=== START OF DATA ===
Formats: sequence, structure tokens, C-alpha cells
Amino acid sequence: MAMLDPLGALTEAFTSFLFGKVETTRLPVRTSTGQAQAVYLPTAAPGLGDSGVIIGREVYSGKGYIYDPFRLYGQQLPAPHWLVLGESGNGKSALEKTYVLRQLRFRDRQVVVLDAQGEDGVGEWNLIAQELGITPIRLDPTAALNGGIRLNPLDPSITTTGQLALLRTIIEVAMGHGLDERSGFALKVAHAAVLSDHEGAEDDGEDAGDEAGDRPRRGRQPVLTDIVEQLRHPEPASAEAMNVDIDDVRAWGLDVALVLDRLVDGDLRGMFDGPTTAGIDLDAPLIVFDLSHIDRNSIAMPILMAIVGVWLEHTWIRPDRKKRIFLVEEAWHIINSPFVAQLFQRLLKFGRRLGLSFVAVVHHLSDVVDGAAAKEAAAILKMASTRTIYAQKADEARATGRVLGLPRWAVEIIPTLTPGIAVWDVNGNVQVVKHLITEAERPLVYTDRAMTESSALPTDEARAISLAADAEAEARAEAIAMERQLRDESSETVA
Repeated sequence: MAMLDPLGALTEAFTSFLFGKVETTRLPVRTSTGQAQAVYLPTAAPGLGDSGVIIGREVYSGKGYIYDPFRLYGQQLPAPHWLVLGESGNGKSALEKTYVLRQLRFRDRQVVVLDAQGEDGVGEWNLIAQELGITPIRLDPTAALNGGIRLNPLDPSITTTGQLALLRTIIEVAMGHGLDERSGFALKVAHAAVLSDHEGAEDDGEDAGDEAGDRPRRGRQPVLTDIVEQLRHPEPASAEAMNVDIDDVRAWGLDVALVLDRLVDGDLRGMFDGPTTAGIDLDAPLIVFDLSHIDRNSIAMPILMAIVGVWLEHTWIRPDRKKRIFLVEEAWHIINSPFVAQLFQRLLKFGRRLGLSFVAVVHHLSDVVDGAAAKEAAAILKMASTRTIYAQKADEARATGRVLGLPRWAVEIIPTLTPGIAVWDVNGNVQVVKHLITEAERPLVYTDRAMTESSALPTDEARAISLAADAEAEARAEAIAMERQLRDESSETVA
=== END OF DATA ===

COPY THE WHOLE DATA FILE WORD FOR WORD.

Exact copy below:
Formats: sequence, structure tokens, C-alpha cells
Amino acid sequence: MAMLDPLGALTEAFTSFLFGKVETTRLPVRTSTGQAQAVYLPTAAPGLGDSGVIIGREVYSGKGYIYDPFRLYGQQLPAPHWLVLGESGNGKSALEKTYVLRQLRFRDRQVVVLDAQGEDGVGEWNLIAQELGITPIRLDPTAALNGGIRLNPLDPSITTTGQLALLRTIIEVAMGHGLDERSGFALKVAHAAVLSDHEGAEDDGEDAGDEAGDRPRRGRQPVLTDIVEQLRHPEPASAEAMNVDIDDVRAWGLDVALVLDRLVDGDLRGMFDGPTTAGIDLDAPLIVFDLSHIDRNSIAMPILMAIVGVWLEHTWIRPDRKKRIFLVEEAWHIINSPFVAQLFQRLLKFGRRLGLSFVAVVHHLSDVVDGAAAKEAAAILKMASTRTIYAQKADEARATGRVLGLPRWAVEIIPTLTPGIAVWDVNGNVQVVKHLITEAERPLVYTDRAMTESSALPTDEARAISLAADAEAEARAEAIAMERQLRDESSETVA
Repeated sequence: MAMLDPLGALTEAFTSFLFGKVETTRLPVRTSTGQAQAVYLPTAAPGLGDSGVIIGREVYSGKGYIYDPFRLYGQQLPAPHWLVLGESGNGKSALEKTYVLRQLRFRDRQVVVLDAQGEDGVGEWNLIAQELGITPIRLDPTAALNGGIRLNPLDPSITTTGQLALLRTIIEVAMGHGLDERSGFALKVAHAAVLSDHEGAEDDGEDAGDEAGDRPRRGRQPVLTDIVEQLRHPEPASAEAMNVDIDDVRAWGLDVALVLDRLVDGDLRGMFDGPTTAGIDLDAPLIVFDLSHIDRNSIAMPILMAIVGVWLEHTWIRPDRKKRIFLVEEAWHIINSPFVAQLFQRLLKFGRRLGLSFVAVVHHLSDVVDGAAAKEAAAILKMASTRTIYAQKADEARATGRVLGLPRWAVEIIPTLTPGIAVWDVNGNVQVVKHLITEAERPLVYTDRAMTESSALPTDEARAISLAADAEAEARAEAIAMERQLRDESSETVA